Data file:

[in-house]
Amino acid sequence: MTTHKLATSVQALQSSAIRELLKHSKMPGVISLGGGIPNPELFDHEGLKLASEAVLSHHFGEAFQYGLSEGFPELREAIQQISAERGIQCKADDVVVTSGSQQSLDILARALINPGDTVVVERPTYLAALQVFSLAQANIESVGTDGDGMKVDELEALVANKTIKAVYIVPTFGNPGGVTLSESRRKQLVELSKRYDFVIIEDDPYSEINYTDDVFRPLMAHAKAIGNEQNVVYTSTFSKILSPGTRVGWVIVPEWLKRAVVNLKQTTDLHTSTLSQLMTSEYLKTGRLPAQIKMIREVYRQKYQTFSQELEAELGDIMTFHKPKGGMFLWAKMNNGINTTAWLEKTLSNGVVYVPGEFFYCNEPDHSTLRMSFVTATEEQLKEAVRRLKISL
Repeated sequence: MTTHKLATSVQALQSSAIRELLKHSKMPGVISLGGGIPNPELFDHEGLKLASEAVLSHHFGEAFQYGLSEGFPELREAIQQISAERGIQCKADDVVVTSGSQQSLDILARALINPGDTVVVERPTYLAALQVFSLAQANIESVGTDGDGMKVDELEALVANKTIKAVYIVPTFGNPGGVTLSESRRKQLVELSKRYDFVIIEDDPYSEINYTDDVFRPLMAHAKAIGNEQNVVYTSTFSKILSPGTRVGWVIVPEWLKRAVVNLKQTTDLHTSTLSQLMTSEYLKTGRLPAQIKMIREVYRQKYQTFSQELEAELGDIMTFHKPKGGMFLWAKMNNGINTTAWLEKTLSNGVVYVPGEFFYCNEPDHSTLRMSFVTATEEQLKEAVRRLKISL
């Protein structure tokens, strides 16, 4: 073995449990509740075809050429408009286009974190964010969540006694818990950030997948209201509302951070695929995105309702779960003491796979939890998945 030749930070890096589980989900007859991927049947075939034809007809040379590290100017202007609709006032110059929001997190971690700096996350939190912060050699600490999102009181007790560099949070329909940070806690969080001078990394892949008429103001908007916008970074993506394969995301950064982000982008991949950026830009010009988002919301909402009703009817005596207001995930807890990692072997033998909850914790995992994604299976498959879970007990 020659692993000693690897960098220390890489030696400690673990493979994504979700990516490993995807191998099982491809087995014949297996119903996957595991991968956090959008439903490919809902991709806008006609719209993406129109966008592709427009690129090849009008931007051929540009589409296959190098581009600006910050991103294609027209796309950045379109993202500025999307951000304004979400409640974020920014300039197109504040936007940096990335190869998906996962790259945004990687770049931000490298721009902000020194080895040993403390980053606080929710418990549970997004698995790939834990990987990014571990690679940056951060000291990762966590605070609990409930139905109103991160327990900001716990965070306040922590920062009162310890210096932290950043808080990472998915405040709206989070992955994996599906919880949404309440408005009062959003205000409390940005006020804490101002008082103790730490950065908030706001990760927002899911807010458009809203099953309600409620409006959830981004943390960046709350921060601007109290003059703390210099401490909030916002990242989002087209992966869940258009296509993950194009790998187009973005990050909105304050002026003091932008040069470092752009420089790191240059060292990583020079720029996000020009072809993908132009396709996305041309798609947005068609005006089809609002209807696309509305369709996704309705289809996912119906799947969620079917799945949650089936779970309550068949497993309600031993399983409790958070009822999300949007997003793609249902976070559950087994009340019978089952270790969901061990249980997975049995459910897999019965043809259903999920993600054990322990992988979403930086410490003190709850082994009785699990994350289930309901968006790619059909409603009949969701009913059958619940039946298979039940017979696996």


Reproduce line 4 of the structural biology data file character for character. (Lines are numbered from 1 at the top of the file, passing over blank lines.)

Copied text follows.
């Protein structure tokens, strides 16, 4: 073995449990509740075809050429408009286009974190964010969540006694818990950030997948209201509302951070695929995105309702779960003491796979939890998945 030749930070890096589980989900007859991927049947075939034809007809040379590290100017202007609709006032110059929001997190971690700096996350939190912060050699600490999102009181007790560099949070329909940070806690969080001078990394892949008429103001908007916008970074993506394969995301950064982000982008991949950026830009010009988002919301909402009703009817005596207001995930807890990692072997033998909850914790995992994604299976498959879970007990 020659692993000693690897960098220390890489030696400690673990493979994504979700990516490993995807191998099982491809087995014949297996119903996957595991991968956090959008439903490919809902991709806008006609719209993406129109966008592709427009690129090849009008931007051929540009589409296959190098581009600006910050991103294609027209796309950045379109993202500025999307951000304004979400409640974020920014300039197109504040936007940096990335190869998906996962790259945004990687770049931000490298721009902000020194080895040993403390980053606080929710418990549970997004698995790939834990990987990014571990690679940056951060000291990762966590605070609990409930139905109103991160327990900001716990965070306040922590920062009162310890210096932290950043808080990472998915405040709206989070992955994996599906919880949404309440408005009062959003205000409390940005006020804490101002008082103790730490950065908030706001990760927002899911807010458009809203099953309600409620409006959830981004943390960046709350921060601007109290003059703390210099401490909030916002990242989002087209992966869940258009296509993950194009790998187009973005990050909105304050002026003091932008040069470092752009420089790191240059060292990583020079720029996000020009072809993908132009396709996305041309798609947005068609005006089809609002209807696309509305369709996704309705289809996912119906799947969620079917799945949650089936779970309550068949497993309600031993399983409790958070009822999300949007997003793609249902976070559950087994009340019978089952270790969901061990249980997975049995459910897999019965043809259903999920993600054990322990992988979403930086410490003190709850082994009785699990994350289930309901968006790619059909409603009949969701009913059958619940039946298979039940017979696996």